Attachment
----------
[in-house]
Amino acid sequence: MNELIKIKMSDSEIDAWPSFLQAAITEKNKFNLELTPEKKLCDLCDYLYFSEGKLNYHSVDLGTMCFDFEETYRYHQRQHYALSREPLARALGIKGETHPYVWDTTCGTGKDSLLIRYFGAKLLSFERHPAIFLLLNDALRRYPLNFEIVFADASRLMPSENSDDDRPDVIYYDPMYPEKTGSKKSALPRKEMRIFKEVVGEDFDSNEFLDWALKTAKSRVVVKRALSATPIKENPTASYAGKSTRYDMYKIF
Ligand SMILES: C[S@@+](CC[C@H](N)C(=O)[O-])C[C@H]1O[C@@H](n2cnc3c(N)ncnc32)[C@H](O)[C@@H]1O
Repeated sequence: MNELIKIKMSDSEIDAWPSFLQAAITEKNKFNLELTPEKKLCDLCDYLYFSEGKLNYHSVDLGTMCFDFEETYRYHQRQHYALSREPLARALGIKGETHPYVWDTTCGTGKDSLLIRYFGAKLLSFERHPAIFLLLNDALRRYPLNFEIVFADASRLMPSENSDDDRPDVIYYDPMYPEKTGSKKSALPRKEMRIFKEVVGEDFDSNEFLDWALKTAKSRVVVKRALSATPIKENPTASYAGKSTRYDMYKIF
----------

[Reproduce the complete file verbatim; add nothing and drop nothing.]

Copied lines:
[in-house]
Amino acid sequence: MNELIKIKMSDSEIDAWPSFLQAAITEKNKFNLELTPEKKLCDLCDYLYFSEGKLNYHSVDLGTMCFDFEETYRYHQRQHYALSREPLARALGIKGETHPYVWDTTCGTGKDSLLIRYFGAKLLSFERHPAIFLLLNDALRRYPLNFEIVFADASRLMPSENSDDDRPDVIYYDPMYPEKTGSKKSALPRKEMRIFKEVVGEDFDSNEFLDWALKTAKSRVVVKRALSATPIKENPTASYAGKSTRYDMYKIF
Ligand SMILES: C[S@@+](CC[C@H](N)C(=O)[O-])C[C@H]1O[C@@H](n2cnc3c(N)ncnc32)[C@H](O)[C@@H]1O
Repeated sequence: MNELIKIKMSDSEIDAWPSFLQAAITEKNKFNLELTPEKKLCDLCDYLYFSEGKLNYHSVDLGTMCFDFEETYRYHQRQHYALSREPLARALGIKGETHPYVWDTTCGTGKDSLLIRYFGAKLLSFERHPAIFLLLNDALRRYPLNFEIVFADASRLMPSENSDDDRPDVIYYDPMYPEKTGSKKSALPRKEMRIFKEVVGEDFDSNEFLDWALKTAKSRVVVKRALSATPIKENPTASYAGKSTRYDMYKIF